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A spur route is a usually short road forming a branch from a longer, more important route (typically a major road, freeway, Interstate Highway, or motorway). A bypass or beltway is never considered a true spur route as it typically reconnects with another or the same major road. Both loops and spurs can be forms of a special route.
In the province of Ontario, most spur routes are designated as A or B, such as Highway 17A, or 7B. A stands for "Alternate Route", and usually links a highway to a town's central core or main attraction, while B stands for "Business Route" or "Bypass", but are used when a main highway is routed around a town and away from its former alignment. The designation of "C" was used twice (Highway 3C and 40C), and is assumed to mean "Connector". Both highways have long since been retired and are now county roads. There was also one road with the D designation (Highway 8D, later the original Highway 102), and this may have stood for "Diversion", as it was along the first completed divided highway in Canada at the time (Cootes Drive in Hamilton).
The Indian National Highway system designates spur routes of the main National Highways with letter suffixes. For example, National Highway 1 has four spur routes: NH 1A, NH 1B, NH 1C, and NH 1D, the shortest of which is just 6 kilometres (3.7 mi) in length (NH 1C) and the longest is 663 kilometres (412 mi) (NH 1A). While the spur routes essentially originate at the parent National Highway, they are not merely secondary in status as some of the spur routes serve important cities in India. For example, Srinagar, the capital of the state of Jammu and Kashmir, is served by the spur route NH 1A. Some spur routes are specifically used to connect important Indian ports: NH 5A links Paradip with its parent NH 5 and NH 7A links Tuticorin with NH 7).
In New Zealand, spurs on State Highways are usually designated with an added letter. Examples include SH 2B, linking SH 2 to Napier Airport, and SH 6A, linking SH 6 with Queenstown town centre. Not all such alphabetic suffixes refer to spurs, however; ring roads and linking roads between highways are also so designated. Conversely, some State Highways could themselves be considered spurs, notably SH 78, New Zealand's shortest State Highway, which links SH 1 in Timaru City Centre with the Port of Timaru.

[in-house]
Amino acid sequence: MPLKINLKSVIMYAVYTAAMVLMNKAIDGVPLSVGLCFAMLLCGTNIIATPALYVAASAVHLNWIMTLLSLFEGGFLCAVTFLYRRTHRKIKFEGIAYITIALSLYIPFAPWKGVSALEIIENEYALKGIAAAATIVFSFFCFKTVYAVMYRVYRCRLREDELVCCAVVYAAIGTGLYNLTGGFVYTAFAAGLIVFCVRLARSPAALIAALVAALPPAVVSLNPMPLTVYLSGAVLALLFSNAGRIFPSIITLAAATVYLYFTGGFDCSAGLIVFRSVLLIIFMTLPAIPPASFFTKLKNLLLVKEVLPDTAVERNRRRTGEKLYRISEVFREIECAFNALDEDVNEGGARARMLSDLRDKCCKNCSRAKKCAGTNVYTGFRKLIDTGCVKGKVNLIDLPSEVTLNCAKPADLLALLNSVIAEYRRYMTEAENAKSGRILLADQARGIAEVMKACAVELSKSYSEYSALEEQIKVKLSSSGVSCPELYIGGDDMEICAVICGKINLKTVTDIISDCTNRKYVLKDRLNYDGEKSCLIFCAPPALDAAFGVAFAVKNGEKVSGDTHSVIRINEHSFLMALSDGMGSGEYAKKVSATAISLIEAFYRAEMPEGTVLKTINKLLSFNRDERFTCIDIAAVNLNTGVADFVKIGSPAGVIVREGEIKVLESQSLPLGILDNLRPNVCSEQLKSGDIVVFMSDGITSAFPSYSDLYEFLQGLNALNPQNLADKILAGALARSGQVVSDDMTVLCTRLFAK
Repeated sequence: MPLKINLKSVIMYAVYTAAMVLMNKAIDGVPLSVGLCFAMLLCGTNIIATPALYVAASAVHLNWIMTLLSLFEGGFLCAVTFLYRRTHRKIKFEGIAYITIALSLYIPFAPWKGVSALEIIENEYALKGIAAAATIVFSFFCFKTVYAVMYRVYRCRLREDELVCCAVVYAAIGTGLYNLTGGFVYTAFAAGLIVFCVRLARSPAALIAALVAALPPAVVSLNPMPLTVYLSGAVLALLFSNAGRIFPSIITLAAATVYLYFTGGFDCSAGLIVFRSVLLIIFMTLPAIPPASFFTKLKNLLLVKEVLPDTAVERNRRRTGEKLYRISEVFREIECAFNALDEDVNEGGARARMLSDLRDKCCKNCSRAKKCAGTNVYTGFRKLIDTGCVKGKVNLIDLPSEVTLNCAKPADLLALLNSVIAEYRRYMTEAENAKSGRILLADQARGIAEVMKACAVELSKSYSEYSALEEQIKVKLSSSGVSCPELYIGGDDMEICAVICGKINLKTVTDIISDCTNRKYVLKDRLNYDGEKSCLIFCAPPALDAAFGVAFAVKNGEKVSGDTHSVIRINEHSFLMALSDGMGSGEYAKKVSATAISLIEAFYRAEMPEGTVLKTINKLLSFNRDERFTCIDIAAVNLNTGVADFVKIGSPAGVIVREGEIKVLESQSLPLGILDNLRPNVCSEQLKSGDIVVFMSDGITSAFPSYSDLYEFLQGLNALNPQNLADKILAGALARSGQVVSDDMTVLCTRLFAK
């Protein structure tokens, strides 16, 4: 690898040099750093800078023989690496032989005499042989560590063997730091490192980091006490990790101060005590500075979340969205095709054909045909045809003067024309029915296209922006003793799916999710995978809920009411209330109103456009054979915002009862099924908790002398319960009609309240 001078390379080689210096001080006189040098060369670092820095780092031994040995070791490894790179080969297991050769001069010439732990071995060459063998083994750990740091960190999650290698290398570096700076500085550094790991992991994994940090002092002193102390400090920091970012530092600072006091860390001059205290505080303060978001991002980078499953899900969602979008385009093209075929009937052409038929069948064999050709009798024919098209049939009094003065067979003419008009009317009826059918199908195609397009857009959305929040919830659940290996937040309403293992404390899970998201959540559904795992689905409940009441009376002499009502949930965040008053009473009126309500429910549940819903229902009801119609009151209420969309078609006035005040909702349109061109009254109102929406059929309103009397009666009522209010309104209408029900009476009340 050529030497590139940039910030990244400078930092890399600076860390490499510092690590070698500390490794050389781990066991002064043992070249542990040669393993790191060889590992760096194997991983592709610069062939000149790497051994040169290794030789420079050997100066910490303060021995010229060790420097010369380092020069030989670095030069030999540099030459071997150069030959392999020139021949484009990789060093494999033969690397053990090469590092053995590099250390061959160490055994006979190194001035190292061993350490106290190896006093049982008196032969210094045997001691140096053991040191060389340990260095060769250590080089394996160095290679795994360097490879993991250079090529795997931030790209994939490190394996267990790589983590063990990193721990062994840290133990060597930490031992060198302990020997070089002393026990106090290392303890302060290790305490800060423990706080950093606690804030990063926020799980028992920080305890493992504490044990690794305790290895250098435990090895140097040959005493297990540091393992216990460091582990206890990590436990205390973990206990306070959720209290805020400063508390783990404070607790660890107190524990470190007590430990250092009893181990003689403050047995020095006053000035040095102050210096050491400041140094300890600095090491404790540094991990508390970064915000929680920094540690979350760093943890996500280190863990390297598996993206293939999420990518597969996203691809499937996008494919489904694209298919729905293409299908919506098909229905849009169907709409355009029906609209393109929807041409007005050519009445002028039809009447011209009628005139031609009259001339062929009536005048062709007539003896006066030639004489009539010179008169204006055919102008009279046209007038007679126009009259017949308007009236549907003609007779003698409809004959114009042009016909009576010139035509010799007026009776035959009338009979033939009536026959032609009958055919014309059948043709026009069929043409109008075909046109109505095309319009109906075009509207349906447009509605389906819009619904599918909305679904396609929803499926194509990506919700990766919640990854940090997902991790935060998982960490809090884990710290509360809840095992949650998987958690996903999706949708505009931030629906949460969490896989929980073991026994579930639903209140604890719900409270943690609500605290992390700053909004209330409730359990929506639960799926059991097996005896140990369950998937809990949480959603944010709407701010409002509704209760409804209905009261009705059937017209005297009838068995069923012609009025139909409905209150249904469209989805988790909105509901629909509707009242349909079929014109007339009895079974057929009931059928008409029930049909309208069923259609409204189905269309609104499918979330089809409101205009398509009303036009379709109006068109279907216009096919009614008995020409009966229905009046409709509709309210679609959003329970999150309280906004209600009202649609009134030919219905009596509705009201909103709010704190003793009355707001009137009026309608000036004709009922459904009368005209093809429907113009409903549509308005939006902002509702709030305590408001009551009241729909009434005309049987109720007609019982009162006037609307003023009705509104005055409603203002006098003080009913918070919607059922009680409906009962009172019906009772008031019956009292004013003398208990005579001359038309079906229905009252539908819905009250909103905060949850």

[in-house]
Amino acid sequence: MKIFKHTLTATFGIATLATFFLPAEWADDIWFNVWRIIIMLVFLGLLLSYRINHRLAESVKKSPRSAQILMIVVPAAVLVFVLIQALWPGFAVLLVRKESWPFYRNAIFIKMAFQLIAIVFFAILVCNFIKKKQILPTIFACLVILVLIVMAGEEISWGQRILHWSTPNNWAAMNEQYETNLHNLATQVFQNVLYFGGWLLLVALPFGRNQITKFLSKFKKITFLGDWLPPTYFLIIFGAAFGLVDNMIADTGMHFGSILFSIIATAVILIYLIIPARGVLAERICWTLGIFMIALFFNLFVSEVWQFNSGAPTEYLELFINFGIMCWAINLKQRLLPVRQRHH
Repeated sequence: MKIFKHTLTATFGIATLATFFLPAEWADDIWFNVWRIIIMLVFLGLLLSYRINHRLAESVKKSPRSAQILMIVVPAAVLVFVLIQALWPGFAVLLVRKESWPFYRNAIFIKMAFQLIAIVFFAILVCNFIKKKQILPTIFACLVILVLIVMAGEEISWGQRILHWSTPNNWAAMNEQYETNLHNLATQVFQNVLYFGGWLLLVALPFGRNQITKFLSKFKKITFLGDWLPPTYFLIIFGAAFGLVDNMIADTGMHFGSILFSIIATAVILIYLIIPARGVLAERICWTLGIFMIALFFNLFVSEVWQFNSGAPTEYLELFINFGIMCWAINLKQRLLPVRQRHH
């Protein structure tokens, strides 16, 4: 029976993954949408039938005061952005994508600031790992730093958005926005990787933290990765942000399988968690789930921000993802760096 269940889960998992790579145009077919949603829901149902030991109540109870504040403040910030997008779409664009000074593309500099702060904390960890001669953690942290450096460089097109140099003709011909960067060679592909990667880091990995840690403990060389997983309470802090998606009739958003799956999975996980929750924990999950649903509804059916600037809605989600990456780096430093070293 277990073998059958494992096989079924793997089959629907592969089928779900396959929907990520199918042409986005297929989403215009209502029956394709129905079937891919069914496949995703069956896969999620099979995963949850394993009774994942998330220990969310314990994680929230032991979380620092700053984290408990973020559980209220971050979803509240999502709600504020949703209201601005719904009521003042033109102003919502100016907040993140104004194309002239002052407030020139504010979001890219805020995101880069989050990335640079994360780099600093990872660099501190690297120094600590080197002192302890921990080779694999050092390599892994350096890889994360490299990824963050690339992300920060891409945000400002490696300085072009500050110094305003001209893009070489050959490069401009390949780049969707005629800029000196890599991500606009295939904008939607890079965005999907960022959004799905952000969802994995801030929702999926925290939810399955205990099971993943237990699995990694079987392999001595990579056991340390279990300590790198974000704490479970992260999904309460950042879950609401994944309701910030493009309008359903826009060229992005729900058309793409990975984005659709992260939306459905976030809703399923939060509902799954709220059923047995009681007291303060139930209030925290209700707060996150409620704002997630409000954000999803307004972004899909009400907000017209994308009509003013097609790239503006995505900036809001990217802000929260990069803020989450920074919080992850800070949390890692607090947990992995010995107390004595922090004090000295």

Such spurs, and smaller spur roads leading from smaller urban thoroughfares to individual facilities, are often referred to in New Zealand as "feeder roads".
In the UK, a spur route carries the same definition, but the numbering rules differ.
Short spurs from primary roads or motorways typically are not given a unique number, and three arms of the junction will apparently have the same number. For example, the A14 has a same-number spur to the A1(M) motorway at Huntingdon in Cambridgeshire, the M23 motorway has one to Gatwick Airport in West Sussex and the M25 has one to Heathrow Airport. To distinguish the spur on road signs, the road it leads to is usually given - for example "Gatwick Airport (A23)".
Typically, slightly longer spurs, or those with intermediate junctions of their own, are given unique numbers to distinguish them from their parent road, for example, the A48(M) motorway, a spur of the M4. There is a loose numbering system for these spurs on the motorway network, not dissimilar to the US system – the road takes a three-digit number derived from that of the parent road. Examples include the M602 motorway (spur of the M60 and M62 motorways), M621 motorway (spur of the M62 and M1 motorways), and M271 motorway (spur of the M27 motorway). There are anomalous spur numbers though, for instance the M898 motorway (spur of the M8 motorway; number given to match with a unique A-number road) and the unique case of the M181 motorway, a spur of a spur M180 motorway, and that of the M18 motorway
A-road spurs do not follow a noticeable numbering system; they would be impossible to assign due to the quantity of A-road numbers in use.
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In the US, many Interstate Highways have spur routes when they enter a large metropolitan area. Interstate spur routes are numbered with a three-digit number. The last two digits of the number are the number of the "parent" Interstate; e.g. a spur route of Interstate 90 could be 990; a spur route of Interstate 5 could be 105.
Spur Interstate routes have three-digit numbers with an odd first digit. A subsidiary route either passing through a city or bypassing it and then reconnecting to a major highway would receive an even first digit, and be considered a loop rather than a spur. For example, in the case of Interstate 5, Interstate 105 is a spur route ending at Los Angeles International Airport, whereas Interstate 405 begins and ends at Interstate 5, bypassing downtown Los Angeles.
There are many numbering violations in the spur route numbering system, thus the general rules above do not always apply.